Meanwhile, also in the US, several HIV-positive activists have filed suit against Gilead and two other pharmaceuticals for violating antitrust laws and maintaining a monopoly artificially driving up the costs of drugs that makeup the combination ‘cocktail’ to treat HIV.
Pakistan’s Health Minister, Dr Hisham Inamullah Khan, announced that the government will distribute free HIV self-testing kits among the transgender community. During a ceremony marking the occasion, Khan also said the government is working on legislation to set aside a quota of public jobs for trans people that will provide them with a “safe working environment” and respectable livelihood.
Writing for Rolling Stone, Allie Volpe looked at the history of the condom and the multi-million dollar search, supported by the Bill and Melinda Gates Foundation, to develop a better one.
From China, Amnesty International reported that highly restrictive requirements for gender-affirming health care has led some trans people to attempt to self-medicate through black market hormones. Some trans people even admitted to attempting “self-surgery” to remove their genitals.
In the UK, the International Longevity Centre released a report examining the health inequalities of LGBT people aged 50 and older. Through a meta-analysis the report determined that older LGBT people were more likely to have poorer mental and physical health, engage in harmful health behaviors, and experience difficulties accessing healthcare than their straight peers.
Writing for the New York Times, sociology professor Afshan Jafar questioned why governments have resisted bans on non-medically necessary genital surgeries on intersex children who are unable to give consent. Jafar drew comparisons between these surgeries and female genital mutilation. She asked why one is labeled “abuse” and a “barbaric” practice while the other is often called “corrective” or “normalizing”.
India’s Madras High Court recently banned sex reassignment or change surgery (SRS) for intersex children stating that a parent’s consent cannot be considered consent of the child. Meanwhile, in Austria, the government issued the first passport and birth certificate designating an intersex person as a third gender. Reutersreported that Germany, Pakistan, Nepal, and some US states also allow a third sex option for individuals on official documents.
From the World of Politics: The Organisation for Economic Co-operation and Development (OECD), an intergovernmental economic organisation with 36 member countries, published the ninth edition of “Society at a Glance”. The latest edition features a special chapter on LGBT people, their demographics, their economic situation and well-being, and what policies can improve LGBT inclusivity.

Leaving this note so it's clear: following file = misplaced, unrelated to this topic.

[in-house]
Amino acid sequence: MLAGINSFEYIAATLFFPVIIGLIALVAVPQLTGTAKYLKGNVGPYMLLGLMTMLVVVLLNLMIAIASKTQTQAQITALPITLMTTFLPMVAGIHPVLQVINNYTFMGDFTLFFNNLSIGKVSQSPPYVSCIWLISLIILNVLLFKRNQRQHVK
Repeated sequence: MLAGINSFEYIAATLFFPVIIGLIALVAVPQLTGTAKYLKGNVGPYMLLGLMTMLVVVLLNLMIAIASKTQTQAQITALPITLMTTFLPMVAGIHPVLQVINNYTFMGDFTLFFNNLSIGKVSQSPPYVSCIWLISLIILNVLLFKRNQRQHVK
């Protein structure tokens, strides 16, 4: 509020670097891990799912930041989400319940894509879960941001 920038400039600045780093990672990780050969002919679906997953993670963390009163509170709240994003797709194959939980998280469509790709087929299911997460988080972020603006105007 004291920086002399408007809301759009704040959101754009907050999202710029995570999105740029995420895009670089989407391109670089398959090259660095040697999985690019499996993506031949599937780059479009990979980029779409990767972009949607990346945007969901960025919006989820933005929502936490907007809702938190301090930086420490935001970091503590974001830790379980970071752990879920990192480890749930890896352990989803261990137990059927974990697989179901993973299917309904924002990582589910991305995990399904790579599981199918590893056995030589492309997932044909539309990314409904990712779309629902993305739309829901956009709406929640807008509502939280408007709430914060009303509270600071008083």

In Canada, Québec’s Minister of International Relations and La Francophonie, Mme Nadine Girault, launched “Égides” – the Francophone International Alliance for Equality and Diversity.
In the US, for the first time, the House of Representatives passed a comprehensive LGBTQ civil rights act. The Equality Act amends the Civil Rights Act of 1964 to prohibit discrimination on the basis of sexual orientation and gender identity throughout the public and private sector—as reported by Newsweek. While activists have hailed the achievement, it must be passed by the Senate to take effect. CNN and others report that it is unlikely to pass because opponents have argued that the bill threatens freedom of speech, religion, and women’s rights.
Meanwhile, also in the US, the Department of Health and Human Services proposed a rule to rollback protections for trans people in health care. The rule revises a policy created in 2016 which defined discrimination "on the basis of sex" to include gender identity—as reported by NPR. Activists urged the government to reject the change.
The Guatemalan Congress began reconsidering the Law for the Protection of Life and the Family which would modify the Penal Code to create harsher penalties for women who undergo abortions, eliminate comprehensive sexuality education, and specifically prohibit same-sex marriage—as reported by Nomada.
UK Prime Minister Theresa May announced a new policy to support survivors of domestic abuse. The policy not only covers victims of violence but also supports victims of economic abuse and controlling and manipulative non-physical abuse. Additionally, the policy will include “specialist support” for LGBT people and other minority groups.
From Thailand, Reuters reported that the four newly elected openly LGBT+ members of the Future Forward Party caused a stir their first day in office by arriving to Parliament in brightly colored outfits. The first non-binary member of parliament, Tanwarin Sukkhapisit, explained:
"I wanted to make a statement: 'I am here. This is who I am, and we need to address these issues'.”
In Malaysia, Member of Parliament and leader of the Pakatan Harapan coalition, Datuk Seri Anwar Ibrahim spoke out against international pressures on LGBT issues. Ibrahim was responding to comments made by celebrity George Clooney who suggested that the boycott of Brunei (due to Brunei's anti-gay laws) could be extended to Malaysia and Indonesia.